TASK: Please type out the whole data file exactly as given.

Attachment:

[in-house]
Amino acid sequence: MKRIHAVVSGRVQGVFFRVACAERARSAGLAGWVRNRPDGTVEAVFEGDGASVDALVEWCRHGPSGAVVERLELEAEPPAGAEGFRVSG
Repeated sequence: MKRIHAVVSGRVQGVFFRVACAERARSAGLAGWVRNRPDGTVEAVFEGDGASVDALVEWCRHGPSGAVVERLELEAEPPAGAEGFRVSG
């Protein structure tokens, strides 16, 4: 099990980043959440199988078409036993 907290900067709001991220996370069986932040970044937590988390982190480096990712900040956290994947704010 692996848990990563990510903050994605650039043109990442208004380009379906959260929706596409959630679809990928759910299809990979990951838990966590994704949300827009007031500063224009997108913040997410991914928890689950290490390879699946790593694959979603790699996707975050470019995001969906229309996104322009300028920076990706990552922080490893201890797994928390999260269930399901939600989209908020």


[in-house]
Amino acid sequence: MKRIHAVVSGRVQGVFFRVACAERARSAGLAGWVRNRPDGTVEAVFEGDGASVDALVEWCRHGPSGAVVERLELEAEPPAGAEGFRVSG
Repeated sequence: MKRIHAVVSGRVQGVFFRVACAERARSAGLAGWVRNRPDGTVEAVFEGDGASVDALVEWCRHGPSGAVVERLELEAEPPAGAEGFRVSG
């Protein structure tokens, strides 16, 4: 099990980043959440199988078409036993 907290900067709001991220996370069986932040970044937590988390982190480096990712900040956290994947704010 692996848990990563990510903050994605650039043109990442208004380009379906959260929706596409959630679809990928759910299809990979990951838990966590994704949300827009007031500063224009997108913040997410991914928890689950290490390879699946790593694959979603790699996707975050470019995001969906229309996104322009300028920076990706990552922080490893201890797994928390999260269930399901939600989209908020």